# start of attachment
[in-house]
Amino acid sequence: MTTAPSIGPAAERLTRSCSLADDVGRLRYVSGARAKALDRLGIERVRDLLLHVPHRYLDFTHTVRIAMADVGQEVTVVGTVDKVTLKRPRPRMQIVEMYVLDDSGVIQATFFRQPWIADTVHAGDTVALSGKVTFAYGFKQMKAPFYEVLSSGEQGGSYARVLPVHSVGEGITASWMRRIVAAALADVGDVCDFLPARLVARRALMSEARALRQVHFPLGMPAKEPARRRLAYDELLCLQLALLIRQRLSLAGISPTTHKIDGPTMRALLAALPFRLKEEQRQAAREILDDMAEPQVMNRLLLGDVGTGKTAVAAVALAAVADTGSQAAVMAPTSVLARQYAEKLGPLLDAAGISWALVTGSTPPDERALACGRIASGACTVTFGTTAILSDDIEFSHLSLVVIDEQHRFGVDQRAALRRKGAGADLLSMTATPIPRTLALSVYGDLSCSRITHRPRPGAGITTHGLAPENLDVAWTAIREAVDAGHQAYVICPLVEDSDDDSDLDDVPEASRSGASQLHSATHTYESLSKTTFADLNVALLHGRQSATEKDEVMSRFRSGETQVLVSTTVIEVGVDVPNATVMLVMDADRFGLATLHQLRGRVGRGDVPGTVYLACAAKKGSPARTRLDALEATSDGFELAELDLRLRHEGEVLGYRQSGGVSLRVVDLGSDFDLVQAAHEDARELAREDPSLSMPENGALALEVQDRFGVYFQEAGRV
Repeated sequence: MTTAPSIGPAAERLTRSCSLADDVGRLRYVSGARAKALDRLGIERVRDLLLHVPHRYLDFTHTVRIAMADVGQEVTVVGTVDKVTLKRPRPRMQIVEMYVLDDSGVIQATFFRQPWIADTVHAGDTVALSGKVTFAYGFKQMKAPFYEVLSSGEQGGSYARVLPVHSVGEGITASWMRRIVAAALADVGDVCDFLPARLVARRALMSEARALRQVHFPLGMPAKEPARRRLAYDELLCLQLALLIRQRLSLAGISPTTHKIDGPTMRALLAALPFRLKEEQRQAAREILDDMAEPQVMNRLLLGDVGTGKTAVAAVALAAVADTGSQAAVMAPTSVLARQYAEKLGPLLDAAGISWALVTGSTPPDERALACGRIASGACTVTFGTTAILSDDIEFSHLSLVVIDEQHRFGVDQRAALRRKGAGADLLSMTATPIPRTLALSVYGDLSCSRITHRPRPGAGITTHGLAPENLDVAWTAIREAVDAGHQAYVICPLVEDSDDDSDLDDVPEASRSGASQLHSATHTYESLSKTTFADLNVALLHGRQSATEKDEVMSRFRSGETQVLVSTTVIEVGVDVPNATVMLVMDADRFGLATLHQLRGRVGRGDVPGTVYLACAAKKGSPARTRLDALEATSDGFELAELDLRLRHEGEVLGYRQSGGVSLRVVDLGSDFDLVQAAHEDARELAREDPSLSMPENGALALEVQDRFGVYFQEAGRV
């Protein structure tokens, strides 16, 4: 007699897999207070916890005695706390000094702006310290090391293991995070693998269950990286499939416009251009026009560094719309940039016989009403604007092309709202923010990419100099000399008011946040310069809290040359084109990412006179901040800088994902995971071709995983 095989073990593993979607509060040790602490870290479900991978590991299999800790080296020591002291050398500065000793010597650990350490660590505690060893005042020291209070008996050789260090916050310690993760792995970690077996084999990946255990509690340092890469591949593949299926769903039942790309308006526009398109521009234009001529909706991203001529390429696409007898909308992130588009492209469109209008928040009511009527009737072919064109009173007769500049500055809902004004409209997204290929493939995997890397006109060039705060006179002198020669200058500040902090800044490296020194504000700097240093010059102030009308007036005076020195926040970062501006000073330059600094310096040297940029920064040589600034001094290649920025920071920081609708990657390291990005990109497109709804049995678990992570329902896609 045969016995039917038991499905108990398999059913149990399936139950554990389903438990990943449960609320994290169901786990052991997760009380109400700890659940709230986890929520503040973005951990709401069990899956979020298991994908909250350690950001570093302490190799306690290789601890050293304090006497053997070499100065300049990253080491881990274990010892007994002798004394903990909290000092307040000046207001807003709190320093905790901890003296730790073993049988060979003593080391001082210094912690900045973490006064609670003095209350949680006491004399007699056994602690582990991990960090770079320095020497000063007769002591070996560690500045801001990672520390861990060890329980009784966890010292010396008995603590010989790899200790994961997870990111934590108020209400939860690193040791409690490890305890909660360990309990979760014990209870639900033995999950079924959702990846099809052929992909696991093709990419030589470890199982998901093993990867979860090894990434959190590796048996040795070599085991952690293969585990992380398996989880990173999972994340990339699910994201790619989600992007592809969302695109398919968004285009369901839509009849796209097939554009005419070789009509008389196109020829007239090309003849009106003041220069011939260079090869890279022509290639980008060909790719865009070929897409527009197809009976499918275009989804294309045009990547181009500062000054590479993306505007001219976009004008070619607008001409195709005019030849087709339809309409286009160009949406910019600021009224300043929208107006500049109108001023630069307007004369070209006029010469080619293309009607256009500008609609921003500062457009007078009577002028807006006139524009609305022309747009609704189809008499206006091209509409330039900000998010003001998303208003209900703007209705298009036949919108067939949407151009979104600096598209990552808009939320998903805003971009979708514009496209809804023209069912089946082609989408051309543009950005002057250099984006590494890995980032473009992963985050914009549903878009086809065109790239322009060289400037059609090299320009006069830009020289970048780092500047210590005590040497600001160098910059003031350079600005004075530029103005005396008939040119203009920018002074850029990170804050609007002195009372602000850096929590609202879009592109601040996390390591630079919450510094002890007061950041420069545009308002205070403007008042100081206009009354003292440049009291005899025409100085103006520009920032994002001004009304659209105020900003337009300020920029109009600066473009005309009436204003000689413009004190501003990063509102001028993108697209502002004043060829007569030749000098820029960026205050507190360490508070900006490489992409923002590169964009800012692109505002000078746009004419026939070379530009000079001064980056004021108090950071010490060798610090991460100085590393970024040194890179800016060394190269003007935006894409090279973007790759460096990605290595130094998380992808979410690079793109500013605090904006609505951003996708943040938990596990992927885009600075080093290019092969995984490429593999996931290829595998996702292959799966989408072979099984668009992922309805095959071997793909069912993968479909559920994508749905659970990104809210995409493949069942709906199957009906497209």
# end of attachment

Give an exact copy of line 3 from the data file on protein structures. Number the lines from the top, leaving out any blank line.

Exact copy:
Repeated sequence: MTTAPSIGPAAERLTRSCSLADDVGRLRYVSGARAKALDRLGIERVRDLLLHVPHRYLDFTHTVRIAMADVGQEVTVVGTVDKVTLKRPRPRMQIVEMYVLDDSGVIQATFFRQPWIADTVHAGDTVALSGKVTFAYGFKQMKAPFYEVLSSGEQGGSYARVLPVHSVGEGITASWMRRIVAAALADVGDVCDFLPARLVARRALMSEARALRQVHFPLGMPAKEPARRRLAYDELLCLQLALLIRQRLSLAGISPTTHKIDGPTMRALLAALPFRLKEEQRQAAREILDDMAEPQVMNRLLLGDVGTGKTAVAAVALAAVADTGSQAAVMAPTSVLARQYAEKLGPLLDAAGISWALVTGSTPPDERALACGRIASGACTVTFGTTAILSDDIEFSHLSLVVIDEQHRFGVDQRAALRRKGAGADLLSMTATPIPRTLALSVYGDLSCSRITHRPRPGAGITTHGLAPENLDVAWTAIREAVDAGHQAYVICPLVEDSDDDSDLDDVPEASRSGASQLHSATHTYESLSKTTFADLNVALLHGRQSATEKDEVMSRFRSGETQVLVSTTVIEVGVDVPNATVMLVMDADRFGLATLHQLRGRVGRGDVPGTVYLACAAKKGSPARTRLDALEATSDGFELAELDLRLRHEGEVLGYRQSGGVSLRVVDLGSDFDLVQAAHEDARELAREDPSLSMPENGALALEVQDRFGVYFQEAGRV